Ever since bursting onto the scene in 2002 at Porto, Jose Mourinho has made it clear……..
He is number one.
Two Portuguese titles, the UEFA Cup and then the Champions League in just two seasons at Porto led the former translator to pronounce himself as the special one upon his appointment at Chelsea in the summer of 2004.
Six trophies followed at the London club in his first stint in charge including the clubs first ever Premier League title before moving to Inter Milan and Real Madrid was another period fraught with a never-ending supply of trophies for each club’s hierarchy.
A return to the Premier League was never in doubt and more trophies have followed at first a second stint with Chelsea and now Manchester United.
However, it has been clear the last few years some of the magic appears to have gone missing and not for the first time in his career, Mourinho’s remarkable third season syndrome is hitting home once again.
Time to Go
Jose Mourinho is the ultimate short-term impact manager, success is for now, not later and if that is what you are after then there is no one better for it hence the reason Jose has never managed more than three seasons at a club.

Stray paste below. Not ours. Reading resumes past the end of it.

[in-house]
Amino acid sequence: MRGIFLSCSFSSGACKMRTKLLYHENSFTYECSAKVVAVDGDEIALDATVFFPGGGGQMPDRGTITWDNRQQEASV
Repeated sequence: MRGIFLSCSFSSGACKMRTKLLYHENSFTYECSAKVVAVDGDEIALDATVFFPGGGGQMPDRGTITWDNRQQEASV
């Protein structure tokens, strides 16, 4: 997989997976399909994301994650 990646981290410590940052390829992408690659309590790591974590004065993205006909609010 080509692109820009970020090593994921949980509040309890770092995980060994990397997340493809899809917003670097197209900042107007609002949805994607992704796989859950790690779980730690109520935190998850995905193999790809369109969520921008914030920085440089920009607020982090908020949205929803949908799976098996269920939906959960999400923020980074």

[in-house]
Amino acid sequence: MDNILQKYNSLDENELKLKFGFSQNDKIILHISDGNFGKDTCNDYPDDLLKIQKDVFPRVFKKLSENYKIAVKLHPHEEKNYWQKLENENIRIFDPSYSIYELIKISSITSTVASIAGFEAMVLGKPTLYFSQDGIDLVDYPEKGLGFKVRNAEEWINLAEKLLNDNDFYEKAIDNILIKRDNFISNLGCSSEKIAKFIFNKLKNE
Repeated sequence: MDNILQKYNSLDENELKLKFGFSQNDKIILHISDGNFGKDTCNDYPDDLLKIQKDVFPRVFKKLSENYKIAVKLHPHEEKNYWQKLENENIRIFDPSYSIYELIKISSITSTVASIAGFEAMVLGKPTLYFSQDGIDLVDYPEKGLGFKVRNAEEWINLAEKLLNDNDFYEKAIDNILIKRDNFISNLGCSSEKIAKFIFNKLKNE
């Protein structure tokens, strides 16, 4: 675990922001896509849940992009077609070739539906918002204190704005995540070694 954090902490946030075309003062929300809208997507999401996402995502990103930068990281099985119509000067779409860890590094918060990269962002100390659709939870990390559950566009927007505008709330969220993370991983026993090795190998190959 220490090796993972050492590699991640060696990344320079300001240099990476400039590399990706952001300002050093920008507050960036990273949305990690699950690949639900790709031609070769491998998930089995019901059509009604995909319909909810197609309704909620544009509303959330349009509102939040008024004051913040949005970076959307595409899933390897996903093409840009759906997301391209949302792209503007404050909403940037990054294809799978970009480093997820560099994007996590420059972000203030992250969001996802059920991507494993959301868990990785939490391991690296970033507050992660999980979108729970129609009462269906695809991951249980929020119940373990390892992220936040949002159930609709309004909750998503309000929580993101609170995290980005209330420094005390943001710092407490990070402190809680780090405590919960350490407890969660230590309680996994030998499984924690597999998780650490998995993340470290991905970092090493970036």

At Manchester United, Mourinho is in his third season and once again the wheels are falling off but they have been for a while.
That untouchability has gone, that air of dominance is no longer there and other managers such as Pep Guardiola, Mauricio Pochettino, and Jurgen Klopp are quickly becoming the darlings of English football.
The 55-year-old looks grumpy, he’s falling out with players and his inability to get the most out of what is a talented team is clearly galling him.
Many so it is time to go and we agree, but not because he is a bad manager, but because the guy needs a break.
List the top managers in the world right now and it is hard to look beyond, Guardiola, Klopp, Allegri, and Thomas Tuchel.
All the above-listed managers quality is undoubted but Mourinho has been at the very top, putting himself in high-pressure situations almost constantly for nearly twenty-years and that looks like it has taken its toll.
Jose was the first ‘super-manager’ but there is a time limit to it and after sixteen years that magic looks like it has worn off.
Imagine having to maintain a high-intensity presence constantly in the spotlight for close on two decades as well as keeping baying competitors off your heels for so long?
Mourinho has done just that but it looks like his super manager time limit is almost up.
All the haters should give Mourinho a break because he has transformed football for the better, but perhaps it is time to walk away and go get some well-deserved rest and let the next line of super-manager see if they can ever come close to the Special One.